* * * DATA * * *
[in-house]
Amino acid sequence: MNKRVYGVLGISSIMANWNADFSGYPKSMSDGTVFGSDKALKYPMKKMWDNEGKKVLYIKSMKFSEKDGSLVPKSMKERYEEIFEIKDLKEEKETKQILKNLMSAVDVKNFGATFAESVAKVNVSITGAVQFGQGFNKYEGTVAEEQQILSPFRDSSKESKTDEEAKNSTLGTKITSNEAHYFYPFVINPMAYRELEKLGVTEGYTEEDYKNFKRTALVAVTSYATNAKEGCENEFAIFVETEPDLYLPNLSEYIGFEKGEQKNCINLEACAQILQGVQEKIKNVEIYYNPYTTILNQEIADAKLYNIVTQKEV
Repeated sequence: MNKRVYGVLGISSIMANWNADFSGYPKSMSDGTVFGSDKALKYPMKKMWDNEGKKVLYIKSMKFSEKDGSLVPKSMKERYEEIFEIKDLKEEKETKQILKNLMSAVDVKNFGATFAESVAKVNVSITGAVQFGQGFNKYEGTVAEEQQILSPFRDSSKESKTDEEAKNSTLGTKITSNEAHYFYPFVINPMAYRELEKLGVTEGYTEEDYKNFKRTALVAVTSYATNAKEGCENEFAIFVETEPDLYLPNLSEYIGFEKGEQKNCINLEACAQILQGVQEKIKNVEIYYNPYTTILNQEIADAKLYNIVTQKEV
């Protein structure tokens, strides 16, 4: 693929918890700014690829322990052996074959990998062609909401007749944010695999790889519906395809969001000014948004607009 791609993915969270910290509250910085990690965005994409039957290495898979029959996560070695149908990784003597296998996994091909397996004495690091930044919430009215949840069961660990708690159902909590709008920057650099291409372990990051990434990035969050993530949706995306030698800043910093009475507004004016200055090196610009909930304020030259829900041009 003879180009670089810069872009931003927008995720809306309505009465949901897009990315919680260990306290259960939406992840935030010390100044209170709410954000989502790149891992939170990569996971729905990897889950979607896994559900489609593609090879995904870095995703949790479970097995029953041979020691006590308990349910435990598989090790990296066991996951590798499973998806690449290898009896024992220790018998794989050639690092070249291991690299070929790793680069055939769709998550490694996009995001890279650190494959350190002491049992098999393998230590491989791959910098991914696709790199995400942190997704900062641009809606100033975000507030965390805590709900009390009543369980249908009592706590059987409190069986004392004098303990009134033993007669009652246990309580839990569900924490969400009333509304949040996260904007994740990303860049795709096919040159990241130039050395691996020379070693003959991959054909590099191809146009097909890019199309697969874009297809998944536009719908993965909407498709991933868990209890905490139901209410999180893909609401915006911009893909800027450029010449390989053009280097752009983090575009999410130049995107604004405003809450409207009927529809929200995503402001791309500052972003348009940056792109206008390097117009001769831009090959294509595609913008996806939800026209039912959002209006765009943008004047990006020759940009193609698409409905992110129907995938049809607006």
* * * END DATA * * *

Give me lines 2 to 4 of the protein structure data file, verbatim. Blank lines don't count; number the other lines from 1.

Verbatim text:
Amino acid sequence: MNKRVYGVLGISSIMANWNADFSGYPKSMSDGTVFGSDKALKYPMKKMWDNEGKKVLYIKSMKFSEKDGSLVPKSMKERYEEIFEIKDLKEEKETKQILKNLMSAVDVKNFGATFAESVAKVNVSITGAVQFGQGFNKYEGTVAEEQQILSPFRDSSKESKTDEEAKNSTLGTKITSNEAHYFYPFVINPMAYRELEKLGVTEGYTEEDYKNFKRTALVAVTSYATNAKEGCENEFAIFVETEPDLYLPNLSEYIGFEKGEQKNCINLEACAQILQGVQEKIKNVEIYYNPYTTILNQEIADAKLYNIVTQKEV
Repeated sequence: MNKRVYGVLGISSIMANWNADFSGYPKSMSDGTVFGSDKALKYPMKKMWDNEGKKVLYIKSMKFSEKDGSLVPKSMKERYEEIFEIKDLKEEKETKQILKNLMSAVDVKNFGATFAESVAKVNVSITGAVQFGQGFNKYEGTVAEEQQILSPFRDSSKESKTDEEAKNSTLGTKITSNEAHYFYPFVINPMAYRELEKLGVTEGYTEEDYKNFKRTALVAVTSYATNAKEGCENEFAIFVETEPDLYLPNLSEYIGFEKGEQKNCINLEACAQILQGVQEKIKNVEIYYNPYTTILNQEIADAKLYNIVTQKEV
């Protein structure tokens, strides 16, 4: 693929918890700014690829322990052996074959990998062609909401007749944010695999790889519906395809969001000014948004607009 791609993915969270910290509250910085990690965005994409039957290495898979029959996560070695149908990784003597296998996994091909397996004495690091930044919430009215949840069961660990708690159902909590709008920057650099291409372990990051990434990035969050993530949706995306030698800043910093009475507004004016200055090196610009909930304020030259829900041009 003879180009670089810069872009931003927008995720809306309505009465949901897009990315919680260990306290259960939406992840935030010390100044209170709410954000989502790149891992939170990569996971729905990897889950979607896994559900489609593609090879995904870095995703949790479970097995029953041979020691006590308990349910435990598989090790990296066991996951590798499973998806690449290898009896024992220790018998794989050639690092070249291991690299070929790793680069055939769709998550490694996009995001890279650190494959350190002491049992098999393998230590491989791959910098991914696709790199995400942190997704900062641009809606100033975000507030965390805590709900009390009543369980249908009592706590059987409190069986004392004098303990009134033993007669009652246990309580839990569900924490969400009333509304949040996260904007994740990303860049795709096919040159990241130039050395691996020379070693003959991959054909590099191809146009097909890019199309697969874009297809998944536009719908993965909407498709991933868990209890905490139901209410999180893909609401915006911009893909800027450029010449390989053009280097752009983090575009999410130049995107604004405003809450409207009927529809929200995503402001791309500052972003348009940056792109206008390097117009001769831009090959294509595609913008996806939800026209039912959002209006765009943008004047990006020759940009193609698409409905992110129907995938049809607006």